Sprint has added New York City, Phoenix and Kansas City to the markets that will receive the company’s 5G service in the first half of 2019. Previously announced markets for the Sprint 5G rollout include Atlanta, Chicago, Dallas, Houston, Los Angeles, and Washington, D.C.
We reported last month that if the planned merger with T-Mobile is approved by regulators, the combined company promises to roll out many other markets very quickly, and have nearly a national 5G footprint. A claim they hope will help sway regulators towards approving the mega-merger.
Sprint 5G Rollout
“Today we have a great LTE network, and with Sprint 5G, we’ll deliver for our customers mobile data speeds that are up to 10 times faster, with significantly improved reliability and coverage,” said Kevin Crull, Sprint’s chief strategy officer, in a prepared statement. “This next generation of wireless technology will create incredible new connections to people and things, and services and experiences that are so unique they will make an impact on the lives of our consumers.”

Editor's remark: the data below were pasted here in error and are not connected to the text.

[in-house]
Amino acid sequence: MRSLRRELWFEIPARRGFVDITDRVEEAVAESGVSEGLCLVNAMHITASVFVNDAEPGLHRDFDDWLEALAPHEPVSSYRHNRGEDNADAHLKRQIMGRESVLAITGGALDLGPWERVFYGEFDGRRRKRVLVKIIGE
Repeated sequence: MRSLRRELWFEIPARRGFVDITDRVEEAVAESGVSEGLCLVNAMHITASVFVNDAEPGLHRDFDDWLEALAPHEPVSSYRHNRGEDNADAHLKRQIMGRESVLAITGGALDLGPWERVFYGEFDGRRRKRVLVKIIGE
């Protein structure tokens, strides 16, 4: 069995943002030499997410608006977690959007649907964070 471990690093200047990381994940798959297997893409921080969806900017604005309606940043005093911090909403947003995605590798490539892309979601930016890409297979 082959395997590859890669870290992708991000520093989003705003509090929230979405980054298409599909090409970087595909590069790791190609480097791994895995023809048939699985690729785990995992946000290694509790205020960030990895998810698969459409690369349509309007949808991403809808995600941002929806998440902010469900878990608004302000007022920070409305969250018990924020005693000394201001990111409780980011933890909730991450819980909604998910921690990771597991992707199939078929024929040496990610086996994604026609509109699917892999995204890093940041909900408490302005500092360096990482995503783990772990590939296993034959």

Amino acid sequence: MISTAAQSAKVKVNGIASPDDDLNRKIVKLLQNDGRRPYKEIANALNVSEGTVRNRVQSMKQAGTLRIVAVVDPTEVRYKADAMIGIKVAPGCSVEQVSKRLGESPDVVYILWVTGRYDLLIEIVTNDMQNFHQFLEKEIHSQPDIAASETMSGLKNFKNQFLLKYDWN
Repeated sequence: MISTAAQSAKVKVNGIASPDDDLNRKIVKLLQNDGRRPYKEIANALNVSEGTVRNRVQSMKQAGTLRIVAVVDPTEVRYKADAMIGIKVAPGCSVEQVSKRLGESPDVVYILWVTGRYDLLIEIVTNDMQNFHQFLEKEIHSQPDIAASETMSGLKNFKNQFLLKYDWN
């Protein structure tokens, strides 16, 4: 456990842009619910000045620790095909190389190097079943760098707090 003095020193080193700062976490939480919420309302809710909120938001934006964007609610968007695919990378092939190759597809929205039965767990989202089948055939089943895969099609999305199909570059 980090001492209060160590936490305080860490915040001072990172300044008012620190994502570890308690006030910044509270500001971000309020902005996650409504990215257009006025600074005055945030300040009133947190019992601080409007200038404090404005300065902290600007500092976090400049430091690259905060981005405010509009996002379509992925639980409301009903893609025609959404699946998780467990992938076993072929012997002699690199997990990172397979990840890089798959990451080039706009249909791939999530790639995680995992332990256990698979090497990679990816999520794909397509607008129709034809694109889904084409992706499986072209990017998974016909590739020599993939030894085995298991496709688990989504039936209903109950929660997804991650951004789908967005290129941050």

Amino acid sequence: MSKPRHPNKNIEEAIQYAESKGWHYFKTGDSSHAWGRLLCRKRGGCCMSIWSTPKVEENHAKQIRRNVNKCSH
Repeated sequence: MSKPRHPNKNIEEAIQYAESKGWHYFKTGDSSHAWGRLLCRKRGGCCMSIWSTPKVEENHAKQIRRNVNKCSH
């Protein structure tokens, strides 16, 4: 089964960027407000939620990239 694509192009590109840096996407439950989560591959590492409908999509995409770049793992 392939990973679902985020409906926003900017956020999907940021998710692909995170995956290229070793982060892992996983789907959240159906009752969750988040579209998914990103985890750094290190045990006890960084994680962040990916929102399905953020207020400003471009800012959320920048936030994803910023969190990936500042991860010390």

In April the company began rolling out its first Massive MIMO radios in Dallas, Los Angeles and New York City with more units being added in these and other 5G markets. Sprint said it expects to deploy thousands of Massive MIMO radios in 2018 and 2019.
“We have an innovative approach to 5G that leverages our 2.5 GHz spectrum assets with Massive MIMO technology and we’re excited by the results of early deployment,” said John Saw, Sprint chief technology officer, in a prepared statement. “Sprint is one of the only operators in the world with enough capacity to operate LTE and 5G simultaneously using Massive MIMO and huge channels of 100-200 MHz of licensed spectrum. We can deploy this in the top markets across the country and that’s a powerful differentiator for Sprint.”
A key part of Sprint’s Next-Gen Network strategy is to deploy massive MIMO technology. The company is significantly increasing its investment to launch mobile 5G in the first half of 2019. The Next-Gen Network build, expected to take several years, will include upgrading cell sites to triband service using 800 MHz, 1.9 GHz, and 2.5 GHz spectrum. The company plans to add thousands of new cell sites to expand coverage and to densify the network using more small cells to increase capacity and speed.